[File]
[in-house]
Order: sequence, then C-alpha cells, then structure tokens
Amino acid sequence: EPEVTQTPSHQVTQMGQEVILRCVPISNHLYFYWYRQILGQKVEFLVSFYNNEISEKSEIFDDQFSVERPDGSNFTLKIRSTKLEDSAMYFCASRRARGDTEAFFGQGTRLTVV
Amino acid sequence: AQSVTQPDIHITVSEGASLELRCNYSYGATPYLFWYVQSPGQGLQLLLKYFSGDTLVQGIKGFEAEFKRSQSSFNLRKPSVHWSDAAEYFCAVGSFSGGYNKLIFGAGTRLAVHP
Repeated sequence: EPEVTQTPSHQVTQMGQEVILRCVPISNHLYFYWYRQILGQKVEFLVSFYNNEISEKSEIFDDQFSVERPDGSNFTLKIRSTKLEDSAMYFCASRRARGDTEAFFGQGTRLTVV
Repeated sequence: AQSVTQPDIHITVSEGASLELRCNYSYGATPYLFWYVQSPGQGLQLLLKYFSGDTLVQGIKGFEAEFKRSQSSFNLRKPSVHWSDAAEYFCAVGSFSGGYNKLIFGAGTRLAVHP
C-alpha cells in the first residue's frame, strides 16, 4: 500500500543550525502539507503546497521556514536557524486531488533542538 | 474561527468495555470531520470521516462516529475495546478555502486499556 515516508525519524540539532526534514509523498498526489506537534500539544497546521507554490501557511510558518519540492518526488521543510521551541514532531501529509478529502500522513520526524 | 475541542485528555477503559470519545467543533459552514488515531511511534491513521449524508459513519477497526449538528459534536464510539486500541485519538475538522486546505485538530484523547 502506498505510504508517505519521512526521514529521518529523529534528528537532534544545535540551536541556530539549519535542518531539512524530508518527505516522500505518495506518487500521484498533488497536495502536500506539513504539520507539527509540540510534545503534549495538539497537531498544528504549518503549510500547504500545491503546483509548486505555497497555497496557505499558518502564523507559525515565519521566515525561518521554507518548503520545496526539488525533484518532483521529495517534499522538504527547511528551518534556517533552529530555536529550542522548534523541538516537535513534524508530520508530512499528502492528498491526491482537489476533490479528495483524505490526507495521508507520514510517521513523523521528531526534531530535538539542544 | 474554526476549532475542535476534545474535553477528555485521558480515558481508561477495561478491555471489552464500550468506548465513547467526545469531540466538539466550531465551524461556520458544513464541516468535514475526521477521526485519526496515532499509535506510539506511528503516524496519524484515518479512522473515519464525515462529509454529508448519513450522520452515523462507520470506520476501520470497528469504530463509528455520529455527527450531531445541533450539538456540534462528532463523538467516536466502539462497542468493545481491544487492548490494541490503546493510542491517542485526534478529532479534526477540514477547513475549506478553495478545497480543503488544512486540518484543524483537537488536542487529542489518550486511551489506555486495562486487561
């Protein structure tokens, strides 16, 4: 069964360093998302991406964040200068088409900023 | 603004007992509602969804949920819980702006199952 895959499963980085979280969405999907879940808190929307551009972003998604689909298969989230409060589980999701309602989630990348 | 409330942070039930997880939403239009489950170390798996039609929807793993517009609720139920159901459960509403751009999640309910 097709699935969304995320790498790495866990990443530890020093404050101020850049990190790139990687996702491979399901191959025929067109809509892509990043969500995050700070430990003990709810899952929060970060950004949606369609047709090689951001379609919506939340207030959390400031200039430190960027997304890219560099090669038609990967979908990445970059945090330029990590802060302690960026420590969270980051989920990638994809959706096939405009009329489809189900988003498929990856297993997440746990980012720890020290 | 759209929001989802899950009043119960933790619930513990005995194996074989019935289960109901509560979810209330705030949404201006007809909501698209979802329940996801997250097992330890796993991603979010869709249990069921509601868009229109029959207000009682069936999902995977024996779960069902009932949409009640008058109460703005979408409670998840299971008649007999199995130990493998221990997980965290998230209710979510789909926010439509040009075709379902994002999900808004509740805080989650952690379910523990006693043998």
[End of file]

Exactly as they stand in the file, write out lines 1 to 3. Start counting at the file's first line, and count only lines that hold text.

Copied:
[in-house]
Order: sequence, then C-alpha cells, then structure tokens
Amino acid sequence: EPEVTQTPSHQVTQMGQEVILRCVPISNHLYFYWYRQILGQKVEFLVSFYNNEISEKSEIFDDQFSVERPDGSNFTLKIRSTKLEDSAMYFCASRRARGDTEAFFGQGTRLTVV